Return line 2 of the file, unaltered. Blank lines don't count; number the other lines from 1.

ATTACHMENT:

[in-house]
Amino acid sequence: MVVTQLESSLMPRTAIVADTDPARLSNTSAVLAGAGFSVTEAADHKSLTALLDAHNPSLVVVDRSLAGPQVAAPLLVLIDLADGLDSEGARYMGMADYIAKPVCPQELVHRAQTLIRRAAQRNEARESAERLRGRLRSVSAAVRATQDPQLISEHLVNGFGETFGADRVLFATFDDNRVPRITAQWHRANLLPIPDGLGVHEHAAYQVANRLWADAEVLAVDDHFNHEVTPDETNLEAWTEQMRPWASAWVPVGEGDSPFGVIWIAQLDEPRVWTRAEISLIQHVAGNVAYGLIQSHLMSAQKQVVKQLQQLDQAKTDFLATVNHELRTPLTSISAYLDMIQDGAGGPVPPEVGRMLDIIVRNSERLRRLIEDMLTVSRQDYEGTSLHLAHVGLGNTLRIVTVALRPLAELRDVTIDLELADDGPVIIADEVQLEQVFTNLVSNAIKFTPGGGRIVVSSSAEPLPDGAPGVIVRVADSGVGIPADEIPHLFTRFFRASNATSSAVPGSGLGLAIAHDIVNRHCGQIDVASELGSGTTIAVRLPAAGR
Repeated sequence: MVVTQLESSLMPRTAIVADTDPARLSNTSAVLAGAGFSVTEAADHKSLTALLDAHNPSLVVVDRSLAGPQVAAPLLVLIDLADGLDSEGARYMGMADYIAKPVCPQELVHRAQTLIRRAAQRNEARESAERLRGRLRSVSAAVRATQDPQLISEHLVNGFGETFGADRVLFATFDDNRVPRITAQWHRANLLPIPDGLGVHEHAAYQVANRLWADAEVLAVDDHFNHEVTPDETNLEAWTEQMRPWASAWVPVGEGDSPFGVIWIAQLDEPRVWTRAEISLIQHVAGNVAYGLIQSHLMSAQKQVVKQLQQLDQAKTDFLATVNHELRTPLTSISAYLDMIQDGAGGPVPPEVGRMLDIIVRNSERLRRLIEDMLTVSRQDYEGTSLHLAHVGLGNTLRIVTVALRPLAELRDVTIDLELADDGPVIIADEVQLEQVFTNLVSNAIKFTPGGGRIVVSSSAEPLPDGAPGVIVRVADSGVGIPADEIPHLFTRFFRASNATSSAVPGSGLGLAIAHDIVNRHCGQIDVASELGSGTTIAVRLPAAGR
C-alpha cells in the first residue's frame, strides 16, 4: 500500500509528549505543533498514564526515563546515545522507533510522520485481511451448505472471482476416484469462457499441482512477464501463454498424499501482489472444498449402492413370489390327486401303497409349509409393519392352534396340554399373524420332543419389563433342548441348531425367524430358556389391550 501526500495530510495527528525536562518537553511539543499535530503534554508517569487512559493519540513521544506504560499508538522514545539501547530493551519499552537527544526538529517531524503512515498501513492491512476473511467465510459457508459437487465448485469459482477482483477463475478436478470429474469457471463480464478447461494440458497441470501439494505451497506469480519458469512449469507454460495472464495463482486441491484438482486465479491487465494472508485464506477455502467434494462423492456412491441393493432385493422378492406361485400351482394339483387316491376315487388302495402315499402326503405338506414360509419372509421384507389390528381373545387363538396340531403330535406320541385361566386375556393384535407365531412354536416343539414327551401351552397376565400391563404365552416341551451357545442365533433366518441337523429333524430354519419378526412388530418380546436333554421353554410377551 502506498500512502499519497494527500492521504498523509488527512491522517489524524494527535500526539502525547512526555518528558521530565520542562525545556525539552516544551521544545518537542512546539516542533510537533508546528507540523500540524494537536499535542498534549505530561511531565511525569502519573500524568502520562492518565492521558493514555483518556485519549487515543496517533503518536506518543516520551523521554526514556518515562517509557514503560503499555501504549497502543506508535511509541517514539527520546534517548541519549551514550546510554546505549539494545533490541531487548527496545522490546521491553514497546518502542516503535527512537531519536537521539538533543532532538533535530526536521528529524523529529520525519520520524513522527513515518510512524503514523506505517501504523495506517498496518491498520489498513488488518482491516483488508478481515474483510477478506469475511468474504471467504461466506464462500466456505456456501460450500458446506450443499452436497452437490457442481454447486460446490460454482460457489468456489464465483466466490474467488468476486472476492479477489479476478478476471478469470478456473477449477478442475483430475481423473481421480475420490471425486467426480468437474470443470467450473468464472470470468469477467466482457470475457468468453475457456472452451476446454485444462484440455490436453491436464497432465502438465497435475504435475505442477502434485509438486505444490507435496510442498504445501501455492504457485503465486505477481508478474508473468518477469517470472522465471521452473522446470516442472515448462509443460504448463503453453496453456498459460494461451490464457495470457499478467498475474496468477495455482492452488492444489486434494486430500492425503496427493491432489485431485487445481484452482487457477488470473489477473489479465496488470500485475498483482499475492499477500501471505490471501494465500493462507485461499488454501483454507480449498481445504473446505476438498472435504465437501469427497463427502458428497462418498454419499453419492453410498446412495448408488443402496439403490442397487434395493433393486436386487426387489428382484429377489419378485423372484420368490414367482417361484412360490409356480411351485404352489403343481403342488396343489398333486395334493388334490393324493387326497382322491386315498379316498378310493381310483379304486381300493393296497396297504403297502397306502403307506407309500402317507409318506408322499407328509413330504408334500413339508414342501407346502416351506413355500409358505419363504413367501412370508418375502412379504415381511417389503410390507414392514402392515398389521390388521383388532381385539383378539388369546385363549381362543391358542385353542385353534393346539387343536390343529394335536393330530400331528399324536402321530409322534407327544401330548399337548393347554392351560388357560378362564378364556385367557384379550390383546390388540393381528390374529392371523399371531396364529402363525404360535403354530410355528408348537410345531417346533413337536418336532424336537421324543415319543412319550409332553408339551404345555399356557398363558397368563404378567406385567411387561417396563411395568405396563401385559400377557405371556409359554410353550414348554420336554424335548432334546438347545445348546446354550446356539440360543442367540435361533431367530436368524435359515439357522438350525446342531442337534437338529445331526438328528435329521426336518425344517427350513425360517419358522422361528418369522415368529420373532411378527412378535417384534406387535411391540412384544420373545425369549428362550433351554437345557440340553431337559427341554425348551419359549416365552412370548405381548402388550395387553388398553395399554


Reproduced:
Amino acid sequence: MVVTQLESSLMPRTAIVADTDPARLSNTSAVLAGAGFSVTEAADHKSLTALLDAHNPSLVVVDRSLAGPQVAAPLLVLIDLADGLDSEGARYMGMADYIAKPVCPQELVHRAQTLIRRAAQRNEARESAERLRGRLRSVSAAVRATQDPQLISEHLVNGFGETFGADRVLFATFDDNRVPRITAQWHRANLLPIPDGLGVHEHAAYQVANRLWADAEVLAVDDHFNHEVTPDETNLEAWTEQMRPWASAWVPVGEGDSPFGVIWIAQLDEPRVWTRAEISLIQHVAGNVAYGLIQSHLMSAQKQVVKQLQQLDQAKTDFLATVNHELRTPLTSISAYLDMIQDGAGGPVPPEVGRMLDIIVRNSERLRRLIEDMLTVSRQDYEGTSLHLAHVGLGNTLRIVTVALRPLAELRDVTIDLELADDGPVIIADEVQLEQVFTNLVSNAIKFTPGGGRIVVSSSAEPLPDGAPGVIVRVADSGVGIPADEIPHLFTRFFRASNATSSAVPGSGLGLAIAHDIVNRHCGQIDVASELGSGTTIAVRLPAAGR